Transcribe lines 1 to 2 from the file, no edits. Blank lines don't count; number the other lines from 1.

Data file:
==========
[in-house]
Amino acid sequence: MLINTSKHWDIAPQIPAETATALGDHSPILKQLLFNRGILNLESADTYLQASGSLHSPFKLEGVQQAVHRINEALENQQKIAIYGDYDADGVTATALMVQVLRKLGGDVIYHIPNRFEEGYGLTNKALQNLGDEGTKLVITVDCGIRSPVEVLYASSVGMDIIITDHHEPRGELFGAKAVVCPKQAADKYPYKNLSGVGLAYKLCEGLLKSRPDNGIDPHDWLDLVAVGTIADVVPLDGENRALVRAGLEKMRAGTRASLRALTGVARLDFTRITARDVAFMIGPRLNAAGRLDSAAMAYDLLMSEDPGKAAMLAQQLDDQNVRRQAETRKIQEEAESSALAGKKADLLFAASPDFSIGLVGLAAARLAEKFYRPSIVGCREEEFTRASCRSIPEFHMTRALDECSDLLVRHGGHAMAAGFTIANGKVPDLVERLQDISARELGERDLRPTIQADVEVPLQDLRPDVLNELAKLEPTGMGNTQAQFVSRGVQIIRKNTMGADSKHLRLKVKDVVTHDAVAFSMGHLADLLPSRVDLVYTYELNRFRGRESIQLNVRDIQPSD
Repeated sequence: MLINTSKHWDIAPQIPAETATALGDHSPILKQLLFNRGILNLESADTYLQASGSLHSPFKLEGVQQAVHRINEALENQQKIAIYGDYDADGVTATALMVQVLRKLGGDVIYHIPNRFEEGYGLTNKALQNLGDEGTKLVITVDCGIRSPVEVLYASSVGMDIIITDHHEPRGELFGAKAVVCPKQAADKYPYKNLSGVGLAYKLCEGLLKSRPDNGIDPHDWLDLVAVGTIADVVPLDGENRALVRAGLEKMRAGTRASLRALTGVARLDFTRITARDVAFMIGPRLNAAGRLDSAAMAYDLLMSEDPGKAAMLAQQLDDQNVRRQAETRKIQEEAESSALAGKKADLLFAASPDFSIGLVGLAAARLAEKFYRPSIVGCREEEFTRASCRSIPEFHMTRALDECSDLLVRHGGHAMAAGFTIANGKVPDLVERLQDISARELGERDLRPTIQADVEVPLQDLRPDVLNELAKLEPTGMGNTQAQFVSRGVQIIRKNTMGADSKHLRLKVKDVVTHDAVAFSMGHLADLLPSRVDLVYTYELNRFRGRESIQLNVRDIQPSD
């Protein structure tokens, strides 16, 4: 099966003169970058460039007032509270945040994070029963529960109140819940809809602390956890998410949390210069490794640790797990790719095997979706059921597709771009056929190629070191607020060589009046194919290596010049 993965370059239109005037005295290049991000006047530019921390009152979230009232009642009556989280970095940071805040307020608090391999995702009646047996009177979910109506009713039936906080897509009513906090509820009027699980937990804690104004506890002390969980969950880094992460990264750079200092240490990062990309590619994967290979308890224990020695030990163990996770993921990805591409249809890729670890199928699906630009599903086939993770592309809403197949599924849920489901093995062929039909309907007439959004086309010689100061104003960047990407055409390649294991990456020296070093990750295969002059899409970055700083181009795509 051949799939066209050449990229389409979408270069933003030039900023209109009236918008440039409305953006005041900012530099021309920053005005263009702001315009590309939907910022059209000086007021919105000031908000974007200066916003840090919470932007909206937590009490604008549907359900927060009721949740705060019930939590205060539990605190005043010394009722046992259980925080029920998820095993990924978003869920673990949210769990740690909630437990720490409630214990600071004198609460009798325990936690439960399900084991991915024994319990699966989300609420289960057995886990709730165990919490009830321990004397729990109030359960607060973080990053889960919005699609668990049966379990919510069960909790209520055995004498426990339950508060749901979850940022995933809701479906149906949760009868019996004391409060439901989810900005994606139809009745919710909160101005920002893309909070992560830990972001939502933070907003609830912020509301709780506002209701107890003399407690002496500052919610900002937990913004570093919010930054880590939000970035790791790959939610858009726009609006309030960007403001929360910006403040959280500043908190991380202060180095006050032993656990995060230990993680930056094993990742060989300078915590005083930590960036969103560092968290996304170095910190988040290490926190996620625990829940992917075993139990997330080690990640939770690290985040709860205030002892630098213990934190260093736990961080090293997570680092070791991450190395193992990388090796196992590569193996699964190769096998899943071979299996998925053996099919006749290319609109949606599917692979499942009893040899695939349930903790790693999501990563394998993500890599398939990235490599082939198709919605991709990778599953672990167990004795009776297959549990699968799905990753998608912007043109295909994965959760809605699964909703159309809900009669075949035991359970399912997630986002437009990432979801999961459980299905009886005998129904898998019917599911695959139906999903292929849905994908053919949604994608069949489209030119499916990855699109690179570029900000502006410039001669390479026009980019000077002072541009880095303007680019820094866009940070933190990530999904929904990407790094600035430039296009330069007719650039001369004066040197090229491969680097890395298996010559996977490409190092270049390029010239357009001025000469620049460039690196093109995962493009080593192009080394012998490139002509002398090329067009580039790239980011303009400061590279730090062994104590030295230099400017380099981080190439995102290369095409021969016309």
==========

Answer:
[in-house]
Amino acid sequence: MLINTSKHWDIAPQIPAETATALGDHSPILKQLLFNRGILNLESADTYLQASGSLHSPFKLEGVQQAVHRINEALENQQKIAIYGDYDADGVTATALMVQVLRKLGGDVIYHIPNRFEEGYGLTNKALQNLGDEGTKLVITVDCGIRSPVEVLYASSVGMDIIITDHHEPRGELFGAKAVVCPKQAADKYPYKNLSGVGLAYKLCEGLLKSRPDNGIDPHDWLDLVAVGTIADVVPLDGENRALVRAGLEKMRAGTRASLRALTGVARLDFTRITARDVAFMIGPRLNAAGRLDSAAMAYDLLMSEDPGKAAMLAQQLDDQNVRRQAETRKIQEEAESSALAGKKADLLFAASPDFSIGLVGLAAARLAEKFYRPSIVGCREEEFTRASCRSIPEFHMTRALDECSDLLVRHGGHAMAAGFTIANGKVPDLVERLQDISARELGERDLRPTIQADVEVPLQDLRPDVLNELAKLEPTGMGNTQAQFVSRGVQIIRKNTMGADSKHLRLKVKDVVTHDAVAFSMGHLADLLPSRVDLVYTYELNRFRGRESIQLNVRDIQPSD